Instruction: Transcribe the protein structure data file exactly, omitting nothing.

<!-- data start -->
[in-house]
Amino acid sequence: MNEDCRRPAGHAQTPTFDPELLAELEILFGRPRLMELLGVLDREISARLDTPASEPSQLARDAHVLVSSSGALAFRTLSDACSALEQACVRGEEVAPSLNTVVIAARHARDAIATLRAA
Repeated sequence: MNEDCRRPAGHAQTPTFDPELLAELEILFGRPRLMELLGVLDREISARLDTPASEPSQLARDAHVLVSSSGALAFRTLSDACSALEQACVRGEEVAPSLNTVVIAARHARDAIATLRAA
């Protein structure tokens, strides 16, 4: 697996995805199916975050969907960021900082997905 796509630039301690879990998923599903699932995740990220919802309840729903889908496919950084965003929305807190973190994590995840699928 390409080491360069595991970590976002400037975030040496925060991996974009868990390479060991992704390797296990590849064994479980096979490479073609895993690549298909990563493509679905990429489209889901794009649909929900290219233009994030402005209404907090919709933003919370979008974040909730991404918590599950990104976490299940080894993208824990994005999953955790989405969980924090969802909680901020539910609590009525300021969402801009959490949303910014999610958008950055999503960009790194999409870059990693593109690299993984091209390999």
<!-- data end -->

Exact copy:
[in-house]
Amino acid sequence: MNEDCRRPAGHAQTPTFDPELLAELEILFGRPRLMELLGVLDREISARLDTPASEPSQLARDAHVLVSSSGALAFRTLSDACSALEQACVRGEEVAPSLNTVVIAARHARDAIATLRAA
Repeated sequence: MNEDCRRPAGHAQTPTFDPELLAELEILFGRPRLMELLGVLDREISARLDTPASEPSQLARDAHVLVSSSGALAFRTLSDACSALEQACVRGEEVAPSLNTVVIAARHARDAIATLRAA
């Protein structure tokens, strides 16, 4: 697996995805199916975050969907960021900082997905 796509630039301690879990998923599903699932995740990220919802309840729903889908496919950084965003929305807190973190994590995840699928 390409080491360069595991970590976002400037975030040496925060991996974009868990390479060991992704390797296990590849064994479980096979490479073609895993690549298909990563493509679905990429489209889901794009649909929900290219233009994030402005209404907090919709933003919370979008974040909730991404918590599950990104976490299940080894993208824990994005999953955790989405969980924090969802909680901020539910609590009525300021969402801009959490949303910014999610958008950055999503960009790194999409870059990693593109690299993984091209390999």